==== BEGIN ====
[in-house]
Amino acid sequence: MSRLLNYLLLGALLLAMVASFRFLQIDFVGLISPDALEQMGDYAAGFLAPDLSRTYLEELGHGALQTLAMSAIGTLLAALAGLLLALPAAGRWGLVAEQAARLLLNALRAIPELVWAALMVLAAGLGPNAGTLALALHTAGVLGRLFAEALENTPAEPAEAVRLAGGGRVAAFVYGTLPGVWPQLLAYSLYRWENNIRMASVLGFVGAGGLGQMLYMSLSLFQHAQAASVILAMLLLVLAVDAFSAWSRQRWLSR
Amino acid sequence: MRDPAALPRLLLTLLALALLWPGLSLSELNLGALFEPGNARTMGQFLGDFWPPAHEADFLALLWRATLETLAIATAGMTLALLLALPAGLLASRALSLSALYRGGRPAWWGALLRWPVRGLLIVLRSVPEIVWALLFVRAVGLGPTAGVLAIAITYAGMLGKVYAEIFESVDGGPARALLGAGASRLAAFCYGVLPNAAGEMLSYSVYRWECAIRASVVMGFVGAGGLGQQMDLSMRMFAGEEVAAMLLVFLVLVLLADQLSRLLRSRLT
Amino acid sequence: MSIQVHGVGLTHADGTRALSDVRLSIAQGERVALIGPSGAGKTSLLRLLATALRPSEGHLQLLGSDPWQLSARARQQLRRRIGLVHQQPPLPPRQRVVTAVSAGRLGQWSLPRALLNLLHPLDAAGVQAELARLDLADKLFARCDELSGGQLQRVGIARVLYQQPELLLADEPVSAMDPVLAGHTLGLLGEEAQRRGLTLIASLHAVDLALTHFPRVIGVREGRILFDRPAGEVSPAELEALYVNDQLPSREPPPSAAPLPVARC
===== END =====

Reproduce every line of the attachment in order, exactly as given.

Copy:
[in-house]
Amino acid sequence: MSRLLNYLLLGALLLAMVASFRFLQIDFVGLISPDALEQMGDYAAGFLAPDLSRTYLEELGHGALQTLAMSAIGTLLAALAGLLLALPAAGRWGLVAEQAARLLLNALRAIPELVWAALMVLAAGLGPNAGTLALALHTAGVLGRLFAEALENTPAEPAEAVRLAGGGRVAAFVYGTLPGVWPQLLAYSLYRWENNIRMASVLGFVGAGGLGQMLYMSLSLFQHAQAASVILAMLLLVLAVDAFSAWSRQRWLSR
Amino acid sequence: MRDPAALPRLLLTLLALALLWPGLSLSELNLGALFEPGNARTMGQFLGDFWPPAHEADFLALLWRATLETLAIATAGMTLALLLALPAGLLASRALSLSALYRGGRPAWWGALLRWPVRGLLIVLRSVPEIVWALLFVRAVGLGPTAGVLAIAITYAGMLGKVYAEIFESVDGGPARALLGAGASRLAAFCYGVLPNAAGEMLSYSVYRWECAIRASVVMGFVGAGGLGQQMDLSMRMFAGEEVAAMLLVFLVLVLLADQLSRLLRSRLT
Amino acid sequence: MSIQVHGVGLTHADGTRALSDVRLSIAQGERVALIGPSGAGKTSLLRLLATALRPSEGHLQLLGSDPWQLSARARQQLRRRIGLVHQQPPLPPRQRVVTAVSAGRLGQWSLPRALLNLLHPLDAAGVQAELARLDLADKLFARCDELSGGQLQRVGIARVLYQQPELLLADEPVSAMDPVLAGHTLGLLGEEAQRRGLTLIASLHAVDLALTHFPRVIGVREGRILFDRPAGEVSPAELEALYVNDQLPSREPPPSAAPLPVARC